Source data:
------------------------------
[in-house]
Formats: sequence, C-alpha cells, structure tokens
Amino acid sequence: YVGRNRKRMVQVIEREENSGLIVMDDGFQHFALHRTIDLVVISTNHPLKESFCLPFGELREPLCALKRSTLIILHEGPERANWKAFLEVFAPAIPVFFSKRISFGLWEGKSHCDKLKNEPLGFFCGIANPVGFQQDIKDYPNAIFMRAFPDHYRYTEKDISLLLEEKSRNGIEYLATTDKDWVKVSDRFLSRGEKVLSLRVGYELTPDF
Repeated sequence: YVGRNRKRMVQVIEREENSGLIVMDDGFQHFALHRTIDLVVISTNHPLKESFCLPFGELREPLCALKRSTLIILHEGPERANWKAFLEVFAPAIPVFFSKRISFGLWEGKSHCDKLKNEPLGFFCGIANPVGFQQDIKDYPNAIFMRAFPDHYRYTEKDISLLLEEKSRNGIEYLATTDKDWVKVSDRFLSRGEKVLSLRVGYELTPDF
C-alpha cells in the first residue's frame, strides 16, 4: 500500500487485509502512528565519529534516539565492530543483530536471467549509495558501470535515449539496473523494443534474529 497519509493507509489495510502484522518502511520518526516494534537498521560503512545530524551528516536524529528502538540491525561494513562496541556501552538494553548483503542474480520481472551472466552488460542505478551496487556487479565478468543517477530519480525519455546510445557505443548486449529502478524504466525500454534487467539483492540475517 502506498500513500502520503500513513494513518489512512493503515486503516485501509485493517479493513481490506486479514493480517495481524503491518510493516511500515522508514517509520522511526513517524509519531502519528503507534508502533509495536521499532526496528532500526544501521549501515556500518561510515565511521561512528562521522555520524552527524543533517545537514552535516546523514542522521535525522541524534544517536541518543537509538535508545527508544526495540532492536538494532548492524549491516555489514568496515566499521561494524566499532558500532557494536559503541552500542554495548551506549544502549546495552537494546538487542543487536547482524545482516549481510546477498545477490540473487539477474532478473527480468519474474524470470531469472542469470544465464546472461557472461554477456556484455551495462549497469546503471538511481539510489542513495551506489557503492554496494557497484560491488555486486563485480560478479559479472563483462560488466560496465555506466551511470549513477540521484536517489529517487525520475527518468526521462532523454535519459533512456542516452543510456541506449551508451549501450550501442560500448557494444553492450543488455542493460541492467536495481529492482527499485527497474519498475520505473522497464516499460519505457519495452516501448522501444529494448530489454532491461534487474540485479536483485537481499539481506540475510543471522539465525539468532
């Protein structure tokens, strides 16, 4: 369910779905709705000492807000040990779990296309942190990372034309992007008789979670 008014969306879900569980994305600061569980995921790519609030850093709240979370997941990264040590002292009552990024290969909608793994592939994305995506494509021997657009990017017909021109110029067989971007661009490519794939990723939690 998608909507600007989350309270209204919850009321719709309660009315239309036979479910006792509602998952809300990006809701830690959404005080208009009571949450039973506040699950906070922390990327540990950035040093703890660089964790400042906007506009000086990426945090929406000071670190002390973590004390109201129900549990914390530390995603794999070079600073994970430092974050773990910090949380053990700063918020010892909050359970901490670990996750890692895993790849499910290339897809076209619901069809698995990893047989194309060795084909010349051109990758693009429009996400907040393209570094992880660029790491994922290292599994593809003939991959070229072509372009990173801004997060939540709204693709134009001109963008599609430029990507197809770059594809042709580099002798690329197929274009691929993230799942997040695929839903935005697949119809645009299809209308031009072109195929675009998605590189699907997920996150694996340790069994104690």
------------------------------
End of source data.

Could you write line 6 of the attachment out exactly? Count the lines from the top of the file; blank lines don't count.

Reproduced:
């Protein structure tokens, strides 16, 4: 369910779905709705000492807000040990779990296309942190990372034309992007008789979670 008014969306879900569980994305600061569980995921790519609030850093709240979370997941990264040590002292009552990024290969909608793994592939994305995506494509021997657009990017017909021109110029067989971007661009490519794939990723939690 998608909507600007989350309270209204919850009321719709309660009315239309036979479910006792509602998952809300990006809701830690959404005080208009009571949450039973506040699950906070922390990327540990950035040093703890660089964790400042906007506009000086990426945090929406000071670190002390973590004390109201129900549990914390530390995603794999070079600073994970430092974050773990910090949380053990700063918020010892909050359970901490670990996750890692895993790849499910290339897809076209619901069809698995990893047989194309060795084909010349051109990758693009429009996400907040393209570094992880660029790491994922290292599994593809003939991959070229072509372009990173801004997060939540709204693709134009001109963008599609430029990507197809770059594809042709580099002798690329197929274009691929993230799942997040695929839903935005697949119809645009299809209308031009072109195929675009998605590189699907997920996150694996340790069994104690």